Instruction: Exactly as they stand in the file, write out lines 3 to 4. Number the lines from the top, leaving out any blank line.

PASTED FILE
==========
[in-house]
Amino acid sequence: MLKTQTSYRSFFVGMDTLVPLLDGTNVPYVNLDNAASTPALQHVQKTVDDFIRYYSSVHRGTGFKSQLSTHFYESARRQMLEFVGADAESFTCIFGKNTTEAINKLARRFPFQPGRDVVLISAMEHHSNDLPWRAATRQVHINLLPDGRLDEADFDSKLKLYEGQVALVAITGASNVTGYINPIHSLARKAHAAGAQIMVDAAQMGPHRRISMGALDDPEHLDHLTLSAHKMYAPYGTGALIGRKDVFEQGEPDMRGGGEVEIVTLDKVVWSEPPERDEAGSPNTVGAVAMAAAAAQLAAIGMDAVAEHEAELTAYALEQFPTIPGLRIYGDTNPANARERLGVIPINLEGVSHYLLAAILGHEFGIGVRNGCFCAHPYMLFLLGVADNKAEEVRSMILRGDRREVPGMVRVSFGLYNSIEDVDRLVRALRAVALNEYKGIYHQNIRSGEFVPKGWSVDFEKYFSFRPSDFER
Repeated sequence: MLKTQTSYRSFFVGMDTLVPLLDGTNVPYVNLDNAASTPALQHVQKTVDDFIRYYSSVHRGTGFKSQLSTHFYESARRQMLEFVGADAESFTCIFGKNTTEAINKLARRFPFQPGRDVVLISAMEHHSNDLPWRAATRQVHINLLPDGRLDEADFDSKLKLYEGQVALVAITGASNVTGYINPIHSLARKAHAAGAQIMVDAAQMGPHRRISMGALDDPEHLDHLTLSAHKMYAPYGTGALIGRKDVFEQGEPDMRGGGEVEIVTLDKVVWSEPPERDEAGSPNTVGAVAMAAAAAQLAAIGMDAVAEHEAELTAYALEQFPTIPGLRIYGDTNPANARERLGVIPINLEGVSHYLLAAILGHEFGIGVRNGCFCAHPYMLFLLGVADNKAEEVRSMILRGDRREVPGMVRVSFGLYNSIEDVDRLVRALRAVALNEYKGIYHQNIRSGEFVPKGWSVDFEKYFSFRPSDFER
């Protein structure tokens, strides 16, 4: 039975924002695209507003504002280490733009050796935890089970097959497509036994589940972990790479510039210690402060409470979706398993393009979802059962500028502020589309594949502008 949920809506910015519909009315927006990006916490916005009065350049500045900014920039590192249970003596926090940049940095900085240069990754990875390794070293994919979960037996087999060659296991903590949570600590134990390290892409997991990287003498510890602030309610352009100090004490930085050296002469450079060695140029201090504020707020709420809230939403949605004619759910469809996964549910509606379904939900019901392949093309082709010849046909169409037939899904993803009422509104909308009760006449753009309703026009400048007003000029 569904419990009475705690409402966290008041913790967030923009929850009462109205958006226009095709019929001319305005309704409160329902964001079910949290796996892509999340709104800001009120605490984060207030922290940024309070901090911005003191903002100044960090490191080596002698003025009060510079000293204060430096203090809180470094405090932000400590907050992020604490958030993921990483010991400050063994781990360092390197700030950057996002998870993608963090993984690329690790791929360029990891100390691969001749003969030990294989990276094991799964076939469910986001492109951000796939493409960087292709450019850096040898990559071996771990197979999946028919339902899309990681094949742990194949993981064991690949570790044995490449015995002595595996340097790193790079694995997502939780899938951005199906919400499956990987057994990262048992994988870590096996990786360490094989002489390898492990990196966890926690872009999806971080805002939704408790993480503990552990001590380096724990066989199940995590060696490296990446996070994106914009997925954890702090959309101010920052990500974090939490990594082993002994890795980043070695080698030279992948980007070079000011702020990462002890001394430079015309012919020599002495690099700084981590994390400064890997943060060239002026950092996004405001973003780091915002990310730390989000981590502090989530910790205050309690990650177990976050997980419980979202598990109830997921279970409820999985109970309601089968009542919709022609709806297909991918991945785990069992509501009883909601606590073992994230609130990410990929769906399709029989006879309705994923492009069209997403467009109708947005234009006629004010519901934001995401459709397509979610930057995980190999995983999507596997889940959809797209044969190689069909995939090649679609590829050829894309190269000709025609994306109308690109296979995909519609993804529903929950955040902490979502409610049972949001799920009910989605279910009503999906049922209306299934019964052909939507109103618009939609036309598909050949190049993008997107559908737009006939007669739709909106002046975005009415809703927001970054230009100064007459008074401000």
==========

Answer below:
Repeated sequence: MLKTQTSYRSFFVGMDTLVPLLDGTNVPYVNLDNAASTPALQHVQKTVDDFIRYYSSVHRGTGFKSQLSTHFYESARRQMLEFVGADAESFTCIFGKNTTEAINKLARRFPFQPGRDVVLISAMEHHSNDLPWRAATRQVHINLLPDGRLDEADFDSKLKLYEGQVALVAITGASNVTGYINPIHSLARKAHAAGAQIMVDAAQMGPHRRISMGALDDPEHLDHLTLSAHKMYAPYGTGALIGRKDVFEQGEPDMRGGGEVEIVTLDKVVWSEPPERDEAGSPNTVGAVAMAAAAAQLAAIGMDAVAEHEAELTAYALEQFPTIPGLRIYGDTNPANARERLGVIPINLEGVSHYLLAAILGHEFGIGVRNGCFCAHPYMLFLLGVADNKAEEVRSMILRGDRREVPGMVRVSFGLYNSIEDVDRLVRALRAVALNEYKGIYHQNIRSGEFVPKGWSVDFEKYFSFRPSDFER
């Protein structure tokens, strides 16, 4: 039975924002695209507003504002280490733009050796935890089970097959497509036994589940972990790479510039210690402060409470979706398993393009979802059962500028502020589309594949502008 949920809506910015519909009315927006990006916490916005009065350049500045900014920039590192249970003596926090940049940095900085240069990754990875390794070293994919979960037996087999060659296991903590949570600590134990390290892409997991990287003498510890602030309610352009100090004490930085050296002469450079060695140029201090504020707020709420809230939403949605004619759910469809996964549910509606379904939900019901392949093309082709010849046909169409037939899904993803009422509104909308009760006449753009309703026009400048007003000029 569904419990009475705690409402966290008041913790967030923009929850009462109205958006226009095709019929001319305005309704409160329902964001079910949290796996892509999340709104800001009120605490984060207030922290940024309070901090911005003191903002100044960090490191080596002698003025009060510079000293204060430096203090809180470094405090932000400590907050992020604490958030993921990483010991400050063994781990360092390197700030950057996002998870993608963090993984690329690790791929360029990891100390691969001749003969030990294989990276094991799964076939469910986001492109951000796939493409960087292709450019850096040898990559071996771990197979999946028919339902899309990681094949742990194949993981064991690949570790044995490449015995002595595996340097790193790079694995997502939780899938951005199906919400499956990987057994990262048992994988870590096996990786360490094989002489390898492990990196966890926690872009999806971080805002939704408790993480503990552990001590380096724990066989199940995590060696490296990446996070994106914009997925954890702090959309101010920052990500974090939490990594082993002994890795980043070695080698030279992948980007070079000011702020990462002890001394430079015309012919020599002495690099700084981590994390400064890997943060060239002026950092996004405001973003780091915002990310730390989000981590502090989530910790205050309690990650177990976050997980419980979202598990109830997921279970409820999985109970309601089968009542919709022609709806297909991918991945785990069992509501009883909601606590073992994230609130990410990929769906399709029989006879309705994923492009069209997403467009109708947005234009006629004010519901934001995401459709397509979610930057995980190999995983999507596997889940959809797209044969190689069909995939090649679609590829050829894309190269000709025609994306109308690109296979995909519609993804529903929950955040902490979502409610049972949001799920009910989605279910009503999906049922209306299934019964052909939507109103618009939609036309598909050949190049993008997107559908737009006939007669739709909106002046975005009415809703927001970054230009100064007459008074401000």